UI development can be a significant risk for a project. UIs are what users interact with, and waiting for the UI to be done at the end can endanger your project’s timeline or negatively impact a user’s experience with it.
Building software in the most efficient way often starts by building from the bottom up. Build out your resources, build out your accessors to those resources, build out your business workflow layer, and then build out your UI. If the UI is the biggest risk, waiting until the end to do it doesn’t make a lot of sense.
If we are building out a single page application (SPA), we will often have a service layer in the Angular site that communicates with the backend. If we have a ContactsListComponent that contains a list of contacts, the ContactsListComponent will retrieve the list of contacts from a ContactsService.
If we were to build everything bottom up, we would have to write a lot of code before we could build the riskiest piece first. What we could do is build the Angular portion first, but just make the contact service completely fake for the first version.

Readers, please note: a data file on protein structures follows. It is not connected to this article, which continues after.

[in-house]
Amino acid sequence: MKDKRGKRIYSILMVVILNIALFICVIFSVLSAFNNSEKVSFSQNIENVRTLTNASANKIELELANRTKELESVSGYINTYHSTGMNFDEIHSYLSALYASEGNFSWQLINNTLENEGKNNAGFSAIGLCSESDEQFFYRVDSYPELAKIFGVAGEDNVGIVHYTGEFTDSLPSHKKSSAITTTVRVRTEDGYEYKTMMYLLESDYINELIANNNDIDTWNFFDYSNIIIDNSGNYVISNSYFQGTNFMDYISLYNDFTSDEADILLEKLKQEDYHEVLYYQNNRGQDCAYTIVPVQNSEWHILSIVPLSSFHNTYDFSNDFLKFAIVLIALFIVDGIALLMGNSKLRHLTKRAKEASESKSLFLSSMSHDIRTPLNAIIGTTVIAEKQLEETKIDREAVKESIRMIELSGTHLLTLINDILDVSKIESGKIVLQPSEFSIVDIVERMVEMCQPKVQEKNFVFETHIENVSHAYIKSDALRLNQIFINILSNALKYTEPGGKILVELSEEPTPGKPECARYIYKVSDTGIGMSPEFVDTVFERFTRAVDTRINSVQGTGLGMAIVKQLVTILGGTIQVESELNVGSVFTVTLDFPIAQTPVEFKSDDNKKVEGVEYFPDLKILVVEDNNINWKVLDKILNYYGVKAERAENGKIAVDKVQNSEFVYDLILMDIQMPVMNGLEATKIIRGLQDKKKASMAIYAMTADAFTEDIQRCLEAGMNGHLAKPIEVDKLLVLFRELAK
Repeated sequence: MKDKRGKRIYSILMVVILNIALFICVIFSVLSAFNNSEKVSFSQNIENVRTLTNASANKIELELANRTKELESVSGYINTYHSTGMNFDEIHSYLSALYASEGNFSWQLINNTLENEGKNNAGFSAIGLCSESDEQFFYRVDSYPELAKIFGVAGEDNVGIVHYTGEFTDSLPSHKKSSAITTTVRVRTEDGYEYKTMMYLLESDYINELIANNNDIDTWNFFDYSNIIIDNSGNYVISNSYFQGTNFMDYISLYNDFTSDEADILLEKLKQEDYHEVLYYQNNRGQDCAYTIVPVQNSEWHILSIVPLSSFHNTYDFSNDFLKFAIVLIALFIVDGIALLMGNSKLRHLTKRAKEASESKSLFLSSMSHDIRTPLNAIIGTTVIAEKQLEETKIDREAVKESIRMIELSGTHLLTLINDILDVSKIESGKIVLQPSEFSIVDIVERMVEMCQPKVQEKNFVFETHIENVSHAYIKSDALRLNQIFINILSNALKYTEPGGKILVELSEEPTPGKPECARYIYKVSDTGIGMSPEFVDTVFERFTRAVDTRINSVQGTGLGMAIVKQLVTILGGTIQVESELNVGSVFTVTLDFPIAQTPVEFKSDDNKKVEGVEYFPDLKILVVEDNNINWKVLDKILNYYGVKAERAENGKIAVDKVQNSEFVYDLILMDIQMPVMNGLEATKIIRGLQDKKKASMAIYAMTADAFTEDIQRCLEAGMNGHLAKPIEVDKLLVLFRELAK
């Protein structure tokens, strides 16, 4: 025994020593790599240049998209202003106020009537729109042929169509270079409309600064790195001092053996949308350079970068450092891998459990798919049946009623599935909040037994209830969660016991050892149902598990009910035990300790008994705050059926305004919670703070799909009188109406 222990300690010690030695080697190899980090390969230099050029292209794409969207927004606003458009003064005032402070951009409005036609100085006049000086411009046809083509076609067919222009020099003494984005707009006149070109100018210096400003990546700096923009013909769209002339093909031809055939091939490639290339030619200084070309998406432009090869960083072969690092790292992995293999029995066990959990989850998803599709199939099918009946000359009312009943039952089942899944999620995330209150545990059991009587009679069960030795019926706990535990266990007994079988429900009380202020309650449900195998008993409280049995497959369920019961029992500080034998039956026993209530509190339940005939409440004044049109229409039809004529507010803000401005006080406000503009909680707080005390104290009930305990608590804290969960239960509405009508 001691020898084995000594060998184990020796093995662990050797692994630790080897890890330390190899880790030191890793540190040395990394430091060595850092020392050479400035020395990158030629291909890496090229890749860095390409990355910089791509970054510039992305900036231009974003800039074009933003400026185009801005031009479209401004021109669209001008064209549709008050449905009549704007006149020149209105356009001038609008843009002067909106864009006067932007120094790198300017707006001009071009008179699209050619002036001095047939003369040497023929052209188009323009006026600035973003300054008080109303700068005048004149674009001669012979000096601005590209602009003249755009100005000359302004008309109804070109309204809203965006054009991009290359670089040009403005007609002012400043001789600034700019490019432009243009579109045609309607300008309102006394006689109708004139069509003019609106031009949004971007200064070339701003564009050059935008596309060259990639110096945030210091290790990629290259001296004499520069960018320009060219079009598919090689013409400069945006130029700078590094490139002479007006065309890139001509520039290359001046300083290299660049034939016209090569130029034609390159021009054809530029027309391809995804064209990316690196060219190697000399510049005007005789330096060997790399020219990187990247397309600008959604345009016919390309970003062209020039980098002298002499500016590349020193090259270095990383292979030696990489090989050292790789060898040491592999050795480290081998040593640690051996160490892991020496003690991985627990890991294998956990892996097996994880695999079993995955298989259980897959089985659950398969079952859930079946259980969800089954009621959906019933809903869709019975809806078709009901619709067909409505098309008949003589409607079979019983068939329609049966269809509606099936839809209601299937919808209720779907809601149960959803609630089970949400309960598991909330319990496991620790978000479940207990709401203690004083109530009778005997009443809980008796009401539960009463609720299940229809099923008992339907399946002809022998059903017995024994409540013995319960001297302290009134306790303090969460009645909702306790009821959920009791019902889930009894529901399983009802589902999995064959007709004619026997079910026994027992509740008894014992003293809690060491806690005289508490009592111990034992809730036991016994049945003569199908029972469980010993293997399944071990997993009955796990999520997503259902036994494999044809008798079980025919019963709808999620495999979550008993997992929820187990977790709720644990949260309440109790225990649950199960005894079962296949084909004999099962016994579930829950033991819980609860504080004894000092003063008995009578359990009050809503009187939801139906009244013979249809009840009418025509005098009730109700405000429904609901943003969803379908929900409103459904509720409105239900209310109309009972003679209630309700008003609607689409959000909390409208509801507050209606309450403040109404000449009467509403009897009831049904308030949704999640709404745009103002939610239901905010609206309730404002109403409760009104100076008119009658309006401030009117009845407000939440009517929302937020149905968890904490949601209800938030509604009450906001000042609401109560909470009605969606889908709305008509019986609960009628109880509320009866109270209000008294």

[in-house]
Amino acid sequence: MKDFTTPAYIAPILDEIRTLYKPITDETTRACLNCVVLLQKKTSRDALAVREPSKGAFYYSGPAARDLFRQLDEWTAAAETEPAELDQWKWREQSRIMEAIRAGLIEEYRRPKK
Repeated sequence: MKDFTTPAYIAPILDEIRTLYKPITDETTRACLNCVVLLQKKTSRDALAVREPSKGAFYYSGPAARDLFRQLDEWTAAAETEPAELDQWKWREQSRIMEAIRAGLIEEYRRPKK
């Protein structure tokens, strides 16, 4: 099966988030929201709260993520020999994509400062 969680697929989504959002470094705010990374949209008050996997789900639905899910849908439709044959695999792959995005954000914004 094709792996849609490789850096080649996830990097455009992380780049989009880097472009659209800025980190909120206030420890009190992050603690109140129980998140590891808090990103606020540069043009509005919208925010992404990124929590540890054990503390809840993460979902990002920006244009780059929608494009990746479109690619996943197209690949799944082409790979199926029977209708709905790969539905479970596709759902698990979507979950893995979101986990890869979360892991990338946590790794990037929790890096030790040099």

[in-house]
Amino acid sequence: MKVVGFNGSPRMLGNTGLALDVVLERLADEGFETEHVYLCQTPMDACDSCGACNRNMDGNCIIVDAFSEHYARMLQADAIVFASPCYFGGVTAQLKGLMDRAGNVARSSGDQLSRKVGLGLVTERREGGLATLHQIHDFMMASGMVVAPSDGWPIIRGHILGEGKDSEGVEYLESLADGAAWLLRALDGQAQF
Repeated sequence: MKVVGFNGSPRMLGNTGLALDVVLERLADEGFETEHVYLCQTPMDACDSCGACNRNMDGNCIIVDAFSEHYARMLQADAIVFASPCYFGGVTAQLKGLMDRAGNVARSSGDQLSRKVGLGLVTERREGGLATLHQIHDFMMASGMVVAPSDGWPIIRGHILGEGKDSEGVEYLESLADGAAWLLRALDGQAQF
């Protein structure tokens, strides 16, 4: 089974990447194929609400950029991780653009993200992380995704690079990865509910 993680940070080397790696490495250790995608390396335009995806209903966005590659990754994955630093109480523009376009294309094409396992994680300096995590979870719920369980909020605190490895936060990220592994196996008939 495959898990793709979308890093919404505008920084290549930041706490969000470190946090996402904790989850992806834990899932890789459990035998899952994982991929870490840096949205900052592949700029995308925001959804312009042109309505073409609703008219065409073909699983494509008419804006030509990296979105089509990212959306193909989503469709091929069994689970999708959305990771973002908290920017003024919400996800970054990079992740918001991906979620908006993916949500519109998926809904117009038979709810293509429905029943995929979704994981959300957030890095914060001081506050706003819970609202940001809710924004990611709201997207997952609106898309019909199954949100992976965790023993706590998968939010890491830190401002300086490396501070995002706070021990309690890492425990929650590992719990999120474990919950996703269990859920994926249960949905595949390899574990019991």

Building the mock version allows us to iterate on the UI faster. It will also enable us to better nail down the contract we will need between the Contacts Service and Contracts Controller.
Here’s an Angular example:
This pattern of developing the UI first against a mock backend works a majority of the time and for most systems. This concept also allows us to work on the frontend and the backend at the same time.
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